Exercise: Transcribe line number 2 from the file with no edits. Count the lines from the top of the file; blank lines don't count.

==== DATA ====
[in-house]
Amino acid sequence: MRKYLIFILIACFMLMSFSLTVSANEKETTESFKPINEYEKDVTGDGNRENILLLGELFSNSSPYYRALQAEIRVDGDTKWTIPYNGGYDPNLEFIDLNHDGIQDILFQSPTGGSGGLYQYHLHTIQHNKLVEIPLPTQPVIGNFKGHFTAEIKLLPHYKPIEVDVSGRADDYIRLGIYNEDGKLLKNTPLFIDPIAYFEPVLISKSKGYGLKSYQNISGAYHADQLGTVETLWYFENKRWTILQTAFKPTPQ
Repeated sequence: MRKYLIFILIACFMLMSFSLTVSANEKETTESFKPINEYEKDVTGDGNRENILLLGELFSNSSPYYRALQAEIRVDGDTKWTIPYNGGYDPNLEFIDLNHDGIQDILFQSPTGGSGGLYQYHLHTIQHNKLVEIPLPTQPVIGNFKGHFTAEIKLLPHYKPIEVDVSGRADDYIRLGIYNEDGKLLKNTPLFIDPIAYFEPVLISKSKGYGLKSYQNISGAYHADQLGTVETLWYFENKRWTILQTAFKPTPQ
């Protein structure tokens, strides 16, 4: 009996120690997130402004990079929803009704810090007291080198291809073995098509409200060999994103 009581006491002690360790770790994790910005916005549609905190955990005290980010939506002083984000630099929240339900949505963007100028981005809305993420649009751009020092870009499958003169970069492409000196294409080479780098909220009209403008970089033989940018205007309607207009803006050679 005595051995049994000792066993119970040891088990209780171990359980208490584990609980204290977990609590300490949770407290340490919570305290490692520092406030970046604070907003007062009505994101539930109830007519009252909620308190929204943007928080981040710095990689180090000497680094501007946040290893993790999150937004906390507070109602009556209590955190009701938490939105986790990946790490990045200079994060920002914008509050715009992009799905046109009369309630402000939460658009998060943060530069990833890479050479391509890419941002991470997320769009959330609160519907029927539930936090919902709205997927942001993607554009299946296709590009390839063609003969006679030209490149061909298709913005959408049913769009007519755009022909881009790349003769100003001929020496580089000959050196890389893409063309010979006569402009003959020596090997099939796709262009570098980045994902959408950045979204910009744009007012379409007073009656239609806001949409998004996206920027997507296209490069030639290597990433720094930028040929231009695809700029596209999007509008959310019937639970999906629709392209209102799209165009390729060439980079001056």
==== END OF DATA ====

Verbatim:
Amino acid sequence: MRKYLIFILIACFMLMSFSLTVSANEKETTESFKPINEYEKDVTGDGNRENILLLGELFSNSSPYYRALQAEIRVDGDTKWTIPYNGGYDPNLEFIDLNHDGIQDILFQSPTGGSGGLYQYHLHTIQHNKLVEIPLPTQPVIGNFKGHFTAEIKLLPHYKPIEVDVSGRADDYIRLGIYNEDGKLLKNTPLFIDPIAYFEPVLISKSKGYGLKSYQNISGAYHADQLGTVETLWYFENKRWTILQTAFKPTPQ